We're celebrating 10 Days of Membership! Today's Gift: $20 off your professional membership with promo 10DAYS20OFF
Training, policies and tools to help HR prevent and respond to harassment claims.
Is your employee handbook keeping up with the changing world of work? With SHRM's Employee Handbook Builder get peace of mind that your handbook is up-to-date.
Develop your HR competencies and knowledge in-person in 12 U.S. cities or virtually.
#SHRM18 will expand your perspective – on your organization, on your career, and on the way you approach HR. Join us in Chicago June 17-20, 2018
Lawsuits filed by states and business groups will proceed together before the court
A federal judge in Texas has agreed to consolidate two lawsuits aimed at stopping the overtime rule from taking effect on Dec. 1.
On Oct. 19, Judge Amos Mazzant of the U.S. District Court for the Eastern District of Texas granted a request filed by the U.S. Chamber of Commerce and over 50 other business groups to have their case combined with a similar lawsuit filed by 21 states. The states' lawsuit is led by Nevada and Texas.
For more overtime compliance news, tips and tools, check out the SHRM resources provided below:
The two actions present somewhat different legal arguments, but they essentially ask for the same thing, said Michael Abcarian, an attorney with Fisher Phillips in Dallas.
They want to bar the Department of Labor's (DOL's) rule that will more than double the salary threshold for overtime exemption under the Fair Labor Standards Act.
The overtime rule will raise the exempt salary threshold from $23,660 to $47,476. It also provides for automatic increases every three years based on the 40th percentile of weekly earnings of full-time salaried workers in the lowest-wage Census region.
On Oct. 12, the
states filed an emergency motion to temporarily prevent the rule from taking effect while their court challenge proceeds. Two days later, the business groups asked the court for
an expedited ruling on their claims that the DOL exceeded its authority by raising the salary threshold too high and by providing for automatic increases.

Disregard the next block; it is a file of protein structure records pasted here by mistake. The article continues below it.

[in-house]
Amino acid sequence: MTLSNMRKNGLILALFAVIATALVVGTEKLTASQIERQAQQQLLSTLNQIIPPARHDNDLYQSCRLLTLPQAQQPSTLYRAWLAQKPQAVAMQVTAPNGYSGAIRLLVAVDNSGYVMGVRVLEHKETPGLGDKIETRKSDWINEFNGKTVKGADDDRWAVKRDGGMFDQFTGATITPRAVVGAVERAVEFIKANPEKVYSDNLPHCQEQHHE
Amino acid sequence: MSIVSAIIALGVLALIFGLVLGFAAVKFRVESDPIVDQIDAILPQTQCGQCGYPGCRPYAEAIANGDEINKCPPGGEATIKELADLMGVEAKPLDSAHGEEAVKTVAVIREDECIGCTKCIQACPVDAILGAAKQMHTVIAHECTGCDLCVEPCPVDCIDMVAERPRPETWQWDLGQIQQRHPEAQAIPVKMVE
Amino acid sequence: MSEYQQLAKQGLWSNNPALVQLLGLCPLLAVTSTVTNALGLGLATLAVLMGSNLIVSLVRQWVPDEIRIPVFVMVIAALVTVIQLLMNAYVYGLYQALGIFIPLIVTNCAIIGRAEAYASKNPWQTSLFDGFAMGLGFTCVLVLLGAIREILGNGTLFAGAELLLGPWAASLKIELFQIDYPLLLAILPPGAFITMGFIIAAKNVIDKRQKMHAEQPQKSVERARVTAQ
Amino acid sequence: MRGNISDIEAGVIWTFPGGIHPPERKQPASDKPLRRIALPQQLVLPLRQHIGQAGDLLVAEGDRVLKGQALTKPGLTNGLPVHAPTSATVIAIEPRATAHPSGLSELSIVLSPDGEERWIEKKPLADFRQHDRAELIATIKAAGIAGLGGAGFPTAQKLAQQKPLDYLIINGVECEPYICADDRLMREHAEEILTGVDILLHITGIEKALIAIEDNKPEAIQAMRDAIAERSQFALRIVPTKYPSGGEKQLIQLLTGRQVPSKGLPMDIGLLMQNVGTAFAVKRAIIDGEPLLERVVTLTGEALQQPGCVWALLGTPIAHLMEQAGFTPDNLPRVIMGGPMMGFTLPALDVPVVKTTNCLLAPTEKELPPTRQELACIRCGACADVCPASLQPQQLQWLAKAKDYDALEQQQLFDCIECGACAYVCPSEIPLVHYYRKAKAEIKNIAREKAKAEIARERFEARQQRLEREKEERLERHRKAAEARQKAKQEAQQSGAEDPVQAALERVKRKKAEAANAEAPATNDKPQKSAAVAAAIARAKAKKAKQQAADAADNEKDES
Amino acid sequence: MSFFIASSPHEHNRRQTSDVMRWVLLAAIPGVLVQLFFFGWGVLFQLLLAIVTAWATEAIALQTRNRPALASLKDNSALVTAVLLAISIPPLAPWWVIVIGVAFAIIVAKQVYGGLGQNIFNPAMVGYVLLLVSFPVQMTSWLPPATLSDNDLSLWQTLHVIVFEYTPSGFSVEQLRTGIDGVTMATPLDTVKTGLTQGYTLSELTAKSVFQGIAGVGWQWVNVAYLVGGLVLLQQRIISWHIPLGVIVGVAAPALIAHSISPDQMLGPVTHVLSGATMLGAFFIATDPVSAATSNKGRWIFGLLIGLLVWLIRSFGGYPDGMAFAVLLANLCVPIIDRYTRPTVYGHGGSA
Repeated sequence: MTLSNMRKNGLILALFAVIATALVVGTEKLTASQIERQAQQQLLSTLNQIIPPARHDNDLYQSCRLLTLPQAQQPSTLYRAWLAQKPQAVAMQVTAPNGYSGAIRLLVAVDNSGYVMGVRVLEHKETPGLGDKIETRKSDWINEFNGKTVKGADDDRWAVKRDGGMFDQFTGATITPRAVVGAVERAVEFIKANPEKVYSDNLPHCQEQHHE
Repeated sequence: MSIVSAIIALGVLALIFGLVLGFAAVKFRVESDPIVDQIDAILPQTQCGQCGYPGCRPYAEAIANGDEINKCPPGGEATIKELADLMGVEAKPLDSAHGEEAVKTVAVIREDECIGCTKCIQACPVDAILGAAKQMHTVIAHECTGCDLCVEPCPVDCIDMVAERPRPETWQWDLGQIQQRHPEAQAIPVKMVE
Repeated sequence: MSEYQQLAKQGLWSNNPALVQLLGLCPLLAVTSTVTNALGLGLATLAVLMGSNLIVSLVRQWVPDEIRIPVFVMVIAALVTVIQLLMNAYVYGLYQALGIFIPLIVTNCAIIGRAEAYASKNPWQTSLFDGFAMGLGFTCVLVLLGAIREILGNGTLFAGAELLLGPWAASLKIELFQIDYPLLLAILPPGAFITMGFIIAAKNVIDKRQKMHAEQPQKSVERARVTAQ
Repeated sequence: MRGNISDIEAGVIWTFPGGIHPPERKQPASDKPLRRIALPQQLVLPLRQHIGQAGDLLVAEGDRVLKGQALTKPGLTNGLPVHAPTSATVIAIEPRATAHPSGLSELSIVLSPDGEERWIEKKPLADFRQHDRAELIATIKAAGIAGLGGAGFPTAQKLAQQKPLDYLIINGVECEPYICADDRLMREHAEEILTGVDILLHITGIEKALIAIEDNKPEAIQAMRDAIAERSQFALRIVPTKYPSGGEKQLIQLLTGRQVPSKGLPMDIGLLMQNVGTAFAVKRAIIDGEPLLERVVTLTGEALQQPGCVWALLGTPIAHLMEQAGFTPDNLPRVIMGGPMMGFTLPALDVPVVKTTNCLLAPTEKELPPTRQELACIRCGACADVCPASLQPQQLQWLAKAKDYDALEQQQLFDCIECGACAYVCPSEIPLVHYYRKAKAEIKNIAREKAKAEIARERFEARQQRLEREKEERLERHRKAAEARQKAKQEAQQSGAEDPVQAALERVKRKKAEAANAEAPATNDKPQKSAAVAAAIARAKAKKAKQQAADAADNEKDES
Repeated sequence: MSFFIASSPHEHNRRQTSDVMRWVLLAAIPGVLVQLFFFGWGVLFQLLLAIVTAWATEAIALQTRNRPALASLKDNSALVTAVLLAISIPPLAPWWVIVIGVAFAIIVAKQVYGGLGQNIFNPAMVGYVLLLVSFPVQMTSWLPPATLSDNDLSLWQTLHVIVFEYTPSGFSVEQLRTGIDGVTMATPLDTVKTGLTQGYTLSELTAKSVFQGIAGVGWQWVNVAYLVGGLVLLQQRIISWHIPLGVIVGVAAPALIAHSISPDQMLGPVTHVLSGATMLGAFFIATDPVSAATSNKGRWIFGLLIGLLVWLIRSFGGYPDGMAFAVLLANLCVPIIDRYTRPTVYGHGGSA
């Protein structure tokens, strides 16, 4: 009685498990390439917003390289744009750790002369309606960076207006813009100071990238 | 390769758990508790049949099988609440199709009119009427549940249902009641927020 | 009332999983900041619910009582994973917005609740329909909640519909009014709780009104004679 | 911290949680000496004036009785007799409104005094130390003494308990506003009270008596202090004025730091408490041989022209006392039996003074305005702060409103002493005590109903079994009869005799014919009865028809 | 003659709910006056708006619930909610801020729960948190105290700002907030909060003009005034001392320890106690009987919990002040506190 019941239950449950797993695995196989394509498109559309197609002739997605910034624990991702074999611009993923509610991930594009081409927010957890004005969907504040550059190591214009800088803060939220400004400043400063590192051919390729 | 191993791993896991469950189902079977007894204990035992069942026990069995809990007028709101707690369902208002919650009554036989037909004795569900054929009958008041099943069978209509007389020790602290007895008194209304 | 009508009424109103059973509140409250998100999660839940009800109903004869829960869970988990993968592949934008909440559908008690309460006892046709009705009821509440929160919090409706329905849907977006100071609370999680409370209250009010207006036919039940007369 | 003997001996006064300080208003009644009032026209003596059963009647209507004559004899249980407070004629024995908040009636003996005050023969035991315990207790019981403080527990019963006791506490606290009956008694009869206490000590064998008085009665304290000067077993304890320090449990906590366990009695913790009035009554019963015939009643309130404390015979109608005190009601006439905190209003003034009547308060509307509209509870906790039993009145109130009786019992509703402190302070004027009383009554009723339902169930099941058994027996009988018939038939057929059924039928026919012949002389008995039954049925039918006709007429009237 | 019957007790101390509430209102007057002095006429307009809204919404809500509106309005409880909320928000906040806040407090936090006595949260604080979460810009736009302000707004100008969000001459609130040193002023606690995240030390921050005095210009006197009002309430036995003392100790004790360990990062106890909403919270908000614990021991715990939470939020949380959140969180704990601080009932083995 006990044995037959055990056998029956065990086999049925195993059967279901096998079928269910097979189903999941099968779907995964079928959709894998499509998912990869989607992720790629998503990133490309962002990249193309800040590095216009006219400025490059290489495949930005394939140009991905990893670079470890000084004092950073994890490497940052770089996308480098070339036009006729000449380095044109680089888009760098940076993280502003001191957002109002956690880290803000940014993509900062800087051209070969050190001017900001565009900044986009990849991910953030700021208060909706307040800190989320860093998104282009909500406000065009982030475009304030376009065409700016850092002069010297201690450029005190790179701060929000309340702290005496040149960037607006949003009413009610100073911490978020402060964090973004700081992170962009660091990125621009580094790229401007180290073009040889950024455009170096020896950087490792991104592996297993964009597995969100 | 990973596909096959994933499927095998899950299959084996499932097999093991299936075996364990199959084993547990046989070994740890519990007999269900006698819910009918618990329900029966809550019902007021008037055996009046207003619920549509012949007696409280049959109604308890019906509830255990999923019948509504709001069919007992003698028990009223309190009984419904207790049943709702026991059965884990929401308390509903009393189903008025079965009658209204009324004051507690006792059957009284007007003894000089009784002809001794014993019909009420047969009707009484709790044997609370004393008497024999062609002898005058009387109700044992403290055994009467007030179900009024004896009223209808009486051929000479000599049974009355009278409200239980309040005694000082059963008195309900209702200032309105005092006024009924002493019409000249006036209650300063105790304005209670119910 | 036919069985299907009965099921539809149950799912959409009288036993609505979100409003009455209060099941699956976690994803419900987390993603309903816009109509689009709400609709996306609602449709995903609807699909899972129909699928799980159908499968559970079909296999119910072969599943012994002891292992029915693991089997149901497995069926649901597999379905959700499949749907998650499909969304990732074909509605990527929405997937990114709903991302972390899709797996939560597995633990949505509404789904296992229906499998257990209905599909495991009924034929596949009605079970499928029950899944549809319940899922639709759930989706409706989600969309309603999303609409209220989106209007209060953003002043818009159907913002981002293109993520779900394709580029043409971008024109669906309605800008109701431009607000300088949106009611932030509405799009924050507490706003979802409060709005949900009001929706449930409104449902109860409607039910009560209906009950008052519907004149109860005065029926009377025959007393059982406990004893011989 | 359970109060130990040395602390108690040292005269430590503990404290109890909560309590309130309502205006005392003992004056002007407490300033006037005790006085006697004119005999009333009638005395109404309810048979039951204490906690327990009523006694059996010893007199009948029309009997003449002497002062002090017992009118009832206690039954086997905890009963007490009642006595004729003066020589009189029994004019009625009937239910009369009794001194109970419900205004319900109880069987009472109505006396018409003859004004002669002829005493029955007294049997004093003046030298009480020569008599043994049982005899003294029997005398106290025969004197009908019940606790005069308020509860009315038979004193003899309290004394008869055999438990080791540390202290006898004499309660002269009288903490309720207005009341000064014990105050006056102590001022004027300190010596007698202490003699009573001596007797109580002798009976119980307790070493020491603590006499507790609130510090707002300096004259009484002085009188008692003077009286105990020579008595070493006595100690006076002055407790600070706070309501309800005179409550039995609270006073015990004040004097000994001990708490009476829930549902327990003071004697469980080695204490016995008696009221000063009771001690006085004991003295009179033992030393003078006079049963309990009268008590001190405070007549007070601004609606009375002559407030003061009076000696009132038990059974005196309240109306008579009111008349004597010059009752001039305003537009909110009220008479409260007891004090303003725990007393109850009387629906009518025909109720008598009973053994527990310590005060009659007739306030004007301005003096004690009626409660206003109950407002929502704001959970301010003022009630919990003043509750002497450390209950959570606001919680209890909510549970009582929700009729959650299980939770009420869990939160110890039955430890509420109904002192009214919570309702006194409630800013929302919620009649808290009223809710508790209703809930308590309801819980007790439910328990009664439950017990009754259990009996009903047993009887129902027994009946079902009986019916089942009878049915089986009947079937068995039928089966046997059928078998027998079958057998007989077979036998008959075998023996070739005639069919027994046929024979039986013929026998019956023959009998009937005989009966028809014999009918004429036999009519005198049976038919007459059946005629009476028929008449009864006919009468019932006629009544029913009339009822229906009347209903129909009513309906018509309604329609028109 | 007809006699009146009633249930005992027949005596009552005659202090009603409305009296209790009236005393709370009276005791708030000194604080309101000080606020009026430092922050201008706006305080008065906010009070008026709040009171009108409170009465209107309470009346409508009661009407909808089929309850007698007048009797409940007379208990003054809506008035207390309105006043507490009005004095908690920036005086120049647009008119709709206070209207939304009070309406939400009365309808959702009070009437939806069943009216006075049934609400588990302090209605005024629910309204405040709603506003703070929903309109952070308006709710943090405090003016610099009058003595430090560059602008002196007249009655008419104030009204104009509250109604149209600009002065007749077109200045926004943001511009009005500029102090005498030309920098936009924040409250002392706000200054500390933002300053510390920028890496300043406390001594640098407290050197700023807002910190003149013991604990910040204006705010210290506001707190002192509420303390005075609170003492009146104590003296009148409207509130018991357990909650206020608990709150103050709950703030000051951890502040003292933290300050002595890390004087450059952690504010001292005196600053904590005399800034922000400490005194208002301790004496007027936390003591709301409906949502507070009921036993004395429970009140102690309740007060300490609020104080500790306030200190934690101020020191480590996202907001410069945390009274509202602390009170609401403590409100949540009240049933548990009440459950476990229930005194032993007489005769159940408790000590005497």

"Both cases involve a common question of law and fact involving the legality of the new overtime rule," according to the business groups' unopposed motion to consolidate the two cases. "Consolidation will aid in efficiency and avoid duplicative efforts on the part of all parties and the court, since the same rule is before the court in both cases."
The state case will be the "lead" case, but this is just because it was filed first and therefore has the lower court docket number, explained John Doran, an attorney with Sherman & Howard in Phoenix.
"Consolidation could help expedite the expedited relief the various parties seek," Doran noted. "The trial court will be able to better streamline the process, avoid duplication of effort and essentially address everything at once."
Although it's possible, he said, employers shouldn't expect a miracle before the Dec. 1 implementation deadline. Businesses
still need to prepare for the rule to take effect as planned.
You have successfully saved this page as a bookmark.
Please confirm that you want to proceed with deleting bookmark.
You have successfully removed bookmark.
Please log in as a SHRM member before saving bookmarks.
Your session has expired. Please log in again before saving bookmarks.
Please purchase a SHRM membership before saving bookmarks.
An error has occurred
Recommended for you
Join SHRM's exclusive peer-to-peer social network
SHRM’s HR Vendor Directory contains over 3,200 companies